Saturday's National Policy Forum was a strangely muted affair, and we were all done by 3.15pm. As the next NPF isn't until May or June, this was possibly Tony's last turn before standing down as Leader.
It was another masterclass, particularly after the press had left. It focussed on advice to the Party not to abandon the centre ground of politics, the coalition of the compassionate as he called it, which has secured Labour the three historic General Election victories. Labour renewal can't rely on traditional forms of political discourse, but has to reach out into the community and become a stakeholder party. We must be as relevant in Dorset South and Harlow as we are in our heartlands.
Again it was impossible not to be struck by his forensic political genius. Answering a question on nuclear power and global warming, he dealt with the politics first, demonstrating how Labour's policy has posed real problems for Cameron's Tories.
He wound up by drawing on analogies from the 1980's and 90's. He recalled how the Tories looked in a terminal mess in the mid-80's at the time of Westland and other ministerial scandals, and yet went on to win the General Election less than two years later - because they believed they had the right policies for the country (regardless of the reality). Likewise, between 1995 and 1997 as Opposition Leader, he never felt wrong-footed by Major on any issue of policy because the Tories had given up taking the tough decisions necessary to convince the country or themselves that they should continue to govern.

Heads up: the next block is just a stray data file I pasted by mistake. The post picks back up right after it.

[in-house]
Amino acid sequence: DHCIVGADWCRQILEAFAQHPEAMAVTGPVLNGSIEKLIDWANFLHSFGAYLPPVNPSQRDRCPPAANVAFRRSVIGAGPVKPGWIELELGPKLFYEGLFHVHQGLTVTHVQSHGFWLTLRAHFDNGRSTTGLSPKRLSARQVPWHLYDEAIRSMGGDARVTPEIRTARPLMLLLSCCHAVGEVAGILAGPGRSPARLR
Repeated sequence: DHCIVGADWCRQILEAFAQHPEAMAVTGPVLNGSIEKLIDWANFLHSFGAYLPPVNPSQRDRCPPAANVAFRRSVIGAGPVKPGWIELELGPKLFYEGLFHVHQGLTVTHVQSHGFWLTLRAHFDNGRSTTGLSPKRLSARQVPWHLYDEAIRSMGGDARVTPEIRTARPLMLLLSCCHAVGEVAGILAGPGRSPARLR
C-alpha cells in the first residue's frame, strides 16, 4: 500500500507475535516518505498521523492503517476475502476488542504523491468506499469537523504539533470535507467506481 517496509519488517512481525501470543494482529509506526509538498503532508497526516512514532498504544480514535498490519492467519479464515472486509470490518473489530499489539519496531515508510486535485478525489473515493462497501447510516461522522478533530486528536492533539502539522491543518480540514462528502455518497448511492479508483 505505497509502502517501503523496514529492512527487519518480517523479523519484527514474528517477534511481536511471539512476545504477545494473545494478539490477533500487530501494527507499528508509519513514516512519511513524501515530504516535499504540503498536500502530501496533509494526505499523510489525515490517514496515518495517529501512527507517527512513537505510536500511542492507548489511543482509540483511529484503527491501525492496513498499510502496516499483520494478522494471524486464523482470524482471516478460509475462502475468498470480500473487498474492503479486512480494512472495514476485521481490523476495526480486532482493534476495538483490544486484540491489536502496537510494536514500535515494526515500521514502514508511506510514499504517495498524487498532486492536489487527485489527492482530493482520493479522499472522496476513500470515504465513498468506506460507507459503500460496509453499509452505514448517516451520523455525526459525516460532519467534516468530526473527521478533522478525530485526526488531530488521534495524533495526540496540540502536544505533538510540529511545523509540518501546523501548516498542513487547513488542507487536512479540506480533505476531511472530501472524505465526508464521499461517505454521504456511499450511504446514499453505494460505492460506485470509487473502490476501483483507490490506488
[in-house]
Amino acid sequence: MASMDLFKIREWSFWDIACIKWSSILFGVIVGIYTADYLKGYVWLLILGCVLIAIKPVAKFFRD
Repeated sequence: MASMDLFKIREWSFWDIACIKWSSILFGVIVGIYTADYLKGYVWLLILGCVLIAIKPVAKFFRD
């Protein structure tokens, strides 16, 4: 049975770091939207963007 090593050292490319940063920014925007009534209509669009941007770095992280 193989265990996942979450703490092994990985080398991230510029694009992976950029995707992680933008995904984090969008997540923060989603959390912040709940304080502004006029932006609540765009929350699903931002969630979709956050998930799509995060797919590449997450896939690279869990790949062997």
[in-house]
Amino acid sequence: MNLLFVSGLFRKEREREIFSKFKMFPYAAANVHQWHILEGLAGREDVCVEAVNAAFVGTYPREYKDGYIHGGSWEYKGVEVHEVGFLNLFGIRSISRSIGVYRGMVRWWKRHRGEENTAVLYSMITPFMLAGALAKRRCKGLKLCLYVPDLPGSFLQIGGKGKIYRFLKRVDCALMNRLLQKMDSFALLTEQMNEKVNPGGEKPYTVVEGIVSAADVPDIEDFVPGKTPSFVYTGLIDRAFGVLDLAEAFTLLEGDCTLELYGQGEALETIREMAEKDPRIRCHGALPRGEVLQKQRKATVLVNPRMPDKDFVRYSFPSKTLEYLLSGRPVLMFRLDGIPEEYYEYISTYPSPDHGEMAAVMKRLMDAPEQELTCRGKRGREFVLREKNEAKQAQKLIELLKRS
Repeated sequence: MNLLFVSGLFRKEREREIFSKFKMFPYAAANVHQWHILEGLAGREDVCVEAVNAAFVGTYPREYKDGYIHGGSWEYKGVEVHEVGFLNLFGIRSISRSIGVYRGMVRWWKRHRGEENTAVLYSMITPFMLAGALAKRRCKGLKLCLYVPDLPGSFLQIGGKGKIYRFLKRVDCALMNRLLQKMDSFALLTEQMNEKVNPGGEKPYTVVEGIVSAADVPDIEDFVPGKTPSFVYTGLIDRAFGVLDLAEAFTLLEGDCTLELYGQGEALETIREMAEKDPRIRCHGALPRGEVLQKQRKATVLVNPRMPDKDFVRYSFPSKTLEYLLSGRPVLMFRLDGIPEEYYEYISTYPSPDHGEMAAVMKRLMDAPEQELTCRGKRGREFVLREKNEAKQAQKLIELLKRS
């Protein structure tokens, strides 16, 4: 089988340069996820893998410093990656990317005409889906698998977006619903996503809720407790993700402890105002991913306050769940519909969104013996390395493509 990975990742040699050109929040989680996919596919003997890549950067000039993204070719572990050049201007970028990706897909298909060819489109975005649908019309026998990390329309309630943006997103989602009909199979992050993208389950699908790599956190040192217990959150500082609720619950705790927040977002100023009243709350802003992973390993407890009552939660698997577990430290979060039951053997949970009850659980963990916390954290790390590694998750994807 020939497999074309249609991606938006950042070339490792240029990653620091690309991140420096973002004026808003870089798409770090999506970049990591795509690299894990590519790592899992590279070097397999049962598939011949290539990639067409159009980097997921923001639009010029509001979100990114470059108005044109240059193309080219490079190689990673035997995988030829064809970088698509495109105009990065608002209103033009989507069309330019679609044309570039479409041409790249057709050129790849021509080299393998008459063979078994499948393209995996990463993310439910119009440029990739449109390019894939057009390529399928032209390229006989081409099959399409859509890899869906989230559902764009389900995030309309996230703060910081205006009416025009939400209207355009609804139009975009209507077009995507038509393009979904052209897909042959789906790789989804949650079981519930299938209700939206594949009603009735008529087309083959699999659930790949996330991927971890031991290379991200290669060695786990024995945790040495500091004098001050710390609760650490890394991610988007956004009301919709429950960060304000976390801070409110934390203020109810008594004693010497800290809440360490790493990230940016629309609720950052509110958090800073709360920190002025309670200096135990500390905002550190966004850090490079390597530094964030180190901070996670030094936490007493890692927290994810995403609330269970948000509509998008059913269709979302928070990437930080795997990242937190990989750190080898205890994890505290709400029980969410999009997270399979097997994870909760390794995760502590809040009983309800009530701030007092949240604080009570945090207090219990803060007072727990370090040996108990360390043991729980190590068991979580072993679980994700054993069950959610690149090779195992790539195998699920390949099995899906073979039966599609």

The lessons for the party are clear. As I've said before, we'll miss him more than we realise when he's gone.